You are at war with an image of Venezuelan leader Hugo Chavez, who you believe was effectively ignored by President Clinton and can easily be punished by President Bush with the discontinuation of US oil purchases. Well, you can continue to believe that if you want to, but we think that the recent trip to Venezuela by Chinese president Jiang Zemin should cause you to lose some of your hubris and think long and hard about how callously you may wish to treat the country that supplies the US with more of its oil than any other, if you are wise and forward-looking. If you want to see more of this we urge you to watch the foreign press reports of Chavez's ongoing trip to Russia, Iran, China, India, Bangladesh, Malaysia and Indonesia. You may be surprised to learn that Latin American leaders have a life independent of their relationship with the U.S.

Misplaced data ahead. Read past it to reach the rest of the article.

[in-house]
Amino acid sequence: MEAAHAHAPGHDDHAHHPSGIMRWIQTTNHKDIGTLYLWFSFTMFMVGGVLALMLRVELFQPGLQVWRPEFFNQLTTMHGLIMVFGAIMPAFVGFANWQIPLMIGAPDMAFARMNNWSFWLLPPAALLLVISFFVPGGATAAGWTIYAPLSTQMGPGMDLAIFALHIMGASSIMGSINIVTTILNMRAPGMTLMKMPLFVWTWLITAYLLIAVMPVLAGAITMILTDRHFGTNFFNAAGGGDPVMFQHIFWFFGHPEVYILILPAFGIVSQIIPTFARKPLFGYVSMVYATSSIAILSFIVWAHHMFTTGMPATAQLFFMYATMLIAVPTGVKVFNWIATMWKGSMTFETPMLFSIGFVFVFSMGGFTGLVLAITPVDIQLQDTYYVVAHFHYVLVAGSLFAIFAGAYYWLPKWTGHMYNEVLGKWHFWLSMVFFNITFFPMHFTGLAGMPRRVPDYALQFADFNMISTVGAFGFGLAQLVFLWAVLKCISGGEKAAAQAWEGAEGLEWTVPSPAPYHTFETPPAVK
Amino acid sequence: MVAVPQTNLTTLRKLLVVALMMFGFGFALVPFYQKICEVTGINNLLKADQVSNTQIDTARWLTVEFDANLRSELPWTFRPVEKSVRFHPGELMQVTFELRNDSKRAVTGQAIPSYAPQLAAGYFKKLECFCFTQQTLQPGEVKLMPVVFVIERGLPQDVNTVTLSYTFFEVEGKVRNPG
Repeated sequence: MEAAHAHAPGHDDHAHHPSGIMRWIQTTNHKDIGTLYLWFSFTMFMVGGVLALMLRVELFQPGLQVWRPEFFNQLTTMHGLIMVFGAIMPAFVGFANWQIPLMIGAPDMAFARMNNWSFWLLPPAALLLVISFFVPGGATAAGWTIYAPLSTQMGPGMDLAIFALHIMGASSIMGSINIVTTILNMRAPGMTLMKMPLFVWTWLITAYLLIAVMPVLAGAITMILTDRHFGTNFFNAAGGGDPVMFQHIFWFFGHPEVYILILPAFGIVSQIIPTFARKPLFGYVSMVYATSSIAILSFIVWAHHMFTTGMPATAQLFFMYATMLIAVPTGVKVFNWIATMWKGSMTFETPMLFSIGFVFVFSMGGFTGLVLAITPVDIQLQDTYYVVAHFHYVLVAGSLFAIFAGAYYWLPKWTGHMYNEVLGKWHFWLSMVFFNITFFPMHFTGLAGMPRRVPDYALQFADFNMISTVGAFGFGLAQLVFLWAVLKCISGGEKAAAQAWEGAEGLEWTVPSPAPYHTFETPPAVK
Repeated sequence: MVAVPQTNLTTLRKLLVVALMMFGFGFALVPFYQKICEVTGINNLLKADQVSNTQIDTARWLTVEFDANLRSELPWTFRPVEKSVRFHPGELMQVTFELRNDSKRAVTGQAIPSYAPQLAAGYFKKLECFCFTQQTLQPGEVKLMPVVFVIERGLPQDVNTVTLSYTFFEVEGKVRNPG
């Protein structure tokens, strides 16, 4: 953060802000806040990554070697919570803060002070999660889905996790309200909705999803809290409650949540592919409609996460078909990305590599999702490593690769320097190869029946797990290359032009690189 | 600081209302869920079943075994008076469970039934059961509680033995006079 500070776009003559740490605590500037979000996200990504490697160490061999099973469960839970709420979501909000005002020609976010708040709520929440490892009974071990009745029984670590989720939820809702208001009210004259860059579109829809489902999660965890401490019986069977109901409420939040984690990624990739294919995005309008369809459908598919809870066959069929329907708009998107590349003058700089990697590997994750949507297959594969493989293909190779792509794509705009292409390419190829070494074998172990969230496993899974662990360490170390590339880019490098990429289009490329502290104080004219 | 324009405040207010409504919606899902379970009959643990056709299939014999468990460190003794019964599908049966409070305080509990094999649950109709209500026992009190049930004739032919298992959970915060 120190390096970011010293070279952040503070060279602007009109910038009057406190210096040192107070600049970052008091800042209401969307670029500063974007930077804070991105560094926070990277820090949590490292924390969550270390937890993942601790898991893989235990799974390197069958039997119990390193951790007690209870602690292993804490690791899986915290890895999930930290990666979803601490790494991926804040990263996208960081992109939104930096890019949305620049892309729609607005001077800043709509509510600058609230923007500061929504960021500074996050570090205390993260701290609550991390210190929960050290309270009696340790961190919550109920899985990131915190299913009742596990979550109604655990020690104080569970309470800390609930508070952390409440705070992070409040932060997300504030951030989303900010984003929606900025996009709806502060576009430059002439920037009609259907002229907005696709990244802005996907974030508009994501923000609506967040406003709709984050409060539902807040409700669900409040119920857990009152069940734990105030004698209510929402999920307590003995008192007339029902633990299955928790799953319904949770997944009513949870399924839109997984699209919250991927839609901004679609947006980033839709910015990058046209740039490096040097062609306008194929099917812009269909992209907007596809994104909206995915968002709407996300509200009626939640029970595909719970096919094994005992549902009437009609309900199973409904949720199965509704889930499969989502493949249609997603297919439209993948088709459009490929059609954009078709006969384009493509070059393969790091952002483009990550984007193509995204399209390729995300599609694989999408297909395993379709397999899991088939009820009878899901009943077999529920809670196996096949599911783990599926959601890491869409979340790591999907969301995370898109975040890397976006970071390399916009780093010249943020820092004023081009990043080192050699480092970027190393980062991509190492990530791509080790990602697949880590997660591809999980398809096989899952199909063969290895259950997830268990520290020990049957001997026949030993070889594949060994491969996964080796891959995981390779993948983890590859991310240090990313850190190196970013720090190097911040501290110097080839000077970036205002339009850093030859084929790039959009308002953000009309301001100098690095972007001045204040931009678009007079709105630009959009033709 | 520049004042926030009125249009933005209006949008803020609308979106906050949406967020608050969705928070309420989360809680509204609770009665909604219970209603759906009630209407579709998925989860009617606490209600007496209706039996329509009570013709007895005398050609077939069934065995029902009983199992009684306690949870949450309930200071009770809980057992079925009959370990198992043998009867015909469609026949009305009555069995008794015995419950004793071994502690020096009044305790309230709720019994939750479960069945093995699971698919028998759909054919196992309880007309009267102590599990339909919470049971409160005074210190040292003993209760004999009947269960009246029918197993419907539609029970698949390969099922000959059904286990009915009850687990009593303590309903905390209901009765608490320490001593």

And of course, you are at war with an image of Fidel Castro as the high priest of communism in the Western Hemisphere and now, the entire world. But again, you are in a time warp and are probably not paying attention to the Cuban leader's current trip to the Middle East and Asia where the "communist" leader is making ties with developing countries around the world, many of whom have also grown tired of the much bally-hood US success formula of "free-markets and democracy". You may be interested in knowing that the Cuban leader upon leaving Iran, one of his tour stops, said, "I had friends in Iran, but with this visit I have found new friends," he added, "This was a memorable visit for me. ... I leave with optimism about future ties."